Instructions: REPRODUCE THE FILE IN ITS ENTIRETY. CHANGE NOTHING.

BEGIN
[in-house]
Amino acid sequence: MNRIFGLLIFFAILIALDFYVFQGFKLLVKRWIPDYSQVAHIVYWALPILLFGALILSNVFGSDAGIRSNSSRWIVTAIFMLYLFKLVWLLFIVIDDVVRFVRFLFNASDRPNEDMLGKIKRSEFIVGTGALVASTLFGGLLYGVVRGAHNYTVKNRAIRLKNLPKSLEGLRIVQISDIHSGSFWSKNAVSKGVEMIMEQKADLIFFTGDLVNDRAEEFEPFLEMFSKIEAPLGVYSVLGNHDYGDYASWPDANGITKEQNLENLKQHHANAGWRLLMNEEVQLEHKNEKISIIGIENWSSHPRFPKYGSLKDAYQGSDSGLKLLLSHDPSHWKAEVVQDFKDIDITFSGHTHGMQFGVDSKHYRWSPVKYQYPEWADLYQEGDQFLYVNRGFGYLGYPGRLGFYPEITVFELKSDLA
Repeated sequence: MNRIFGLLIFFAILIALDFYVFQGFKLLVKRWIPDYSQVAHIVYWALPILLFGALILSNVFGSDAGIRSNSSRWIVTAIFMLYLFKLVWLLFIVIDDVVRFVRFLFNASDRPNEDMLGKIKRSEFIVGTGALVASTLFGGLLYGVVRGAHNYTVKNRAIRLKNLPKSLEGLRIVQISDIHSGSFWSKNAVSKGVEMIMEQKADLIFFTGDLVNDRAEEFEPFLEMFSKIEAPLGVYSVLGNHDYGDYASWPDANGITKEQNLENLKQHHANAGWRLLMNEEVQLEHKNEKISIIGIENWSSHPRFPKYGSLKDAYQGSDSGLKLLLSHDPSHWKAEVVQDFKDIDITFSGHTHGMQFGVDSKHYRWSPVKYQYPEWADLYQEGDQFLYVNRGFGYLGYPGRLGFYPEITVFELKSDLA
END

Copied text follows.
[in-house]
Amino acid sequence: MNRIFGLLIFFAILIALDFYVFQGFKLLVKRWIPDYSQVAHIVYWALPILLFGALILSNVFGSDAGIRSNSSRWIVTAIFMLYLFKLVWLLFIVIDDVVRFVRFLFNASDRPNEDMLGKIKRSEFIVGTGALVASTLFGGLLYGVVRGAHNYTVKNRAIRLKNLPKSLEGLRIVQISDIHSGSFWSKNAVSKGVEMIMEQKADLIFFTGDLVNDRAEEFEPFLEMFSKIEAPLGVYSVLGNHDYGDYASWPDANGITKEQNLENLKQHHANAGWRLLMNEEVQLEHKNEKISIIGIENWSSHPRFPKYGSLKDAYQGSDSGLKLLLSHDPSHWKAEVVQDFKDIDITFSGHTHGMQFGVDSKHYRWSPVKYQYPEWADLYQEGDQFLYVNRGFGYLGYPGRLGFYPEITVFELKSDLA
Repeated sequence: MNRIFGLLIFFAILIALDFYVFQGFKLLVKRWIPDYSQVAHIVYWALPILLFGALILSNVFGSDAGIRSNSSRWIVTAIFMLYLFKLVWLLFIVIDDVVRFVRFLFNASDRPNEDMLGKIKRSEFIVGTGALVASTLFGGLLYGVVRGAHNYTVKNRAIRLKNLPKSLEGLRIVQISDIHSGSFWSKNAVSKGVEMIMEQKADLIFFTGDLVNDRAEEFEPFLEMFSKIEAPLGVYSVLGNHDYGDYASWPDANGITKEQNLENLKQHHANAGWRLLMNEEVQLEHKNEKISIIGIENWSSHPRFPKYGSLKDAYQGSDSGLKLLLSHDPSHWKAEVVQDFKDIDITFSGHTHGMQFGVDSKHYRWSPVKYQYPEWADLYQEGDQFLYVNRGFGYLGYPGRLGFYPEITVFELKSDLA